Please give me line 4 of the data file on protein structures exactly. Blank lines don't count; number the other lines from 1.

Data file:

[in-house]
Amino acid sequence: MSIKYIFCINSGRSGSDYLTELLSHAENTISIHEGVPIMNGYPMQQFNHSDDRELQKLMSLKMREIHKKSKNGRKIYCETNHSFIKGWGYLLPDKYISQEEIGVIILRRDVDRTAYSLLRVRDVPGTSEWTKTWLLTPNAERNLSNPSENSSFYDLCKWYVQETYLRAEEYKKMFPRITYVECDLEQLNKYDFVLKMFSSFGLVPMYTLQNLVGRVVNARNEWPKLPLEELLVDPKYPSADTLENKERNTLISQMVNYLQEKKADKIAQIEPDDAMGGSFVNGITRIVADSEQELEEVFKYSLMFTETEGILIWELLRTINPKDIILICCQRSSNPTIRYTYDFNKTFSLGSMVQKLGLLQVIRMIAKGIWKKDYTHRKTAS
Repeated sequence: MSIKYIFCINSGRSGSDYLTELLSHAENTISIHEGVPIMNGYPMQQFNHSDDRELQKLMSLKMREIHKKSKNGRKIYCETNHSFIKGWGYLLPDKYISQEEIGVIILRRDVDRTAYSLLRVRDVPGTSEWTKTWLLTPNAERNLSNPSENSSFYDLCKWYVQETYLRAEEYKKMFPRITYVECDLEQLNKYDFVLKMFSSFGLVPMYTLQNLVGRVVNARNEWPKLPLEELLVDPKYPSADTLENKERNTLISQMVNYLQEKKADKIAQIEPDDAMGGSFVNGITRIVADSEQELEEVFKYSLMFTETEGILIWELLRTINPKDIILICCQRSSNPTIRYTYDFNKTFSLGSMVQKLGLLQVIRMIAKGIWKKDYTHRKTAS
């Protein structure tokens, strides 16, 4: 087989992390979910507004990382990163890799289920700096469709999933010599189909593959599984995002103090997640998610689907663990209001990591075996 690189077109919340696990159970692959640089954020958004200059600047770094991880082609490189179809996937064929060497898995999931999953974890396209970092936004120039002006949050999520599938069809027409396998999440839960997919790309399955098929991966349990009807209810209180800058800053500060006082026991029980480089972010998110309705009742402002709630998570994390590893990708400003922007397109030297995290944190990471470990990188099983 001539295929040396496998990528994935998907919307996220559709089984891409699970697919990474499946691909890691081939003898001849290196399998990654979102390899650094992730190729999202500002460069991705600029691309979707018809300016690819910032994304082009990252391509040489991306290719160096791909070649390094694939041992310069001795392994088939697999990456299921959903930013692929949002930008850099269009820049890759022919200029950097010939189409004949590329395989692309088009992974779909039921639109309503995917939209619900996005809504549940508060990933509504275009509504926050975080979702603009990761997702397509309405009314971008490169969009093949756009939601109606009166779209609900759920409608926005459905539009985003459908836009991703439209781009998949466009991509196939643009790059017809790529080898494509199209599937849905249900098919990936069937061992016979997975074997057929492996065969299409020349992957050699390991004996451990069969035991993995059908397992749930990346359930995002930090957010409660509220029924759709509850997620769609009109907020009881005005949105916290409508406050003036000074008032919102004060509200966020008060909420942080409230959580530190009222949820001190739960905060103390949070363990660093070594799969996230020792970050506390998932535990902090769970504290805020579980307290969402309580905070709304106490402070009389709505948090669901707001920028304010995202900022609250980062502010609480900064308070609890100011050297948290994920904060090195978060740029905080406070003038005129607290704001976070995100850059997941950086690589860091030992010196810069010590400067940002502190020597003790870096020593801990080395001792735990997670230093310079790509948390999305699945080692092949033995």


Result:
């Protein structure tokens, strides 16, 4: 087989992390979910507004990382990163890799289920700096469709999933010599189909593959599984995002103090997640998610689907663990209001990591075996 690189077109919340696990159970692959640089954020958004200059600047770094991880082609490189179809996937064929060497898995999931999953974890396209970092936004120039002006949050999520599938069809027409396998999440839960997919790309399955098929991966349990009807209810209180800058800053500060006082026991029980480089972010998110309705009742402002709630998570994390590893990708400003922007397109030297995290944190990471470990990188099983 001539295929040396496998990528994935998907919307996220559709089984891409699970697919990474499946691909890691081939003898001849290196399998990654979102390899650094992730190729999202500002460069991705600029691309979707018809300016690819910032994304082009990252391509040489991306290719160096791909070649390094694939041992310069001795392994088939697999990456299921959903930013692929949002930008850099269009820049890759022919200029950097010939189409004949590329395989692309088009992974779909039921639109309503995917939209619900996005809504549940508060990933509504275009509504926050975080979702603009990761997702397509309405009314971008490169969009093949756009939601109606009166779209609900759920409608926005459905539009985003459908836009991703439209781009998949466009991509196939643009790059017809790529080898494509199209599937849905249900098919990936069937061992016979997975074997057929492996065969299409020349992957050699390991004996451990069969035991993995059908397992749930990346359930995002930090957010409660509220029924759709509850997620769609009109907020009881005005949105916290409508406050003036000074008032919102004060509200966020008060909420942080409230959580530190009222949820001190739960905060103390949070363990660093070594799969996230020792970050506390998932535990902090769970504290805020579980307290969402309580905070709304106490402070009389709505948090669901707001920028304010995202900022609250980062502010609480900064308070609890100011050297948290994920904060090195978060740029905080406070003038005129607290704001976070995100850059997941950086690589860091030992010196810069010590400067940002502190020597003790870096020593801990080395001792735990997670230093310079790509948390999305699945080692092949033995």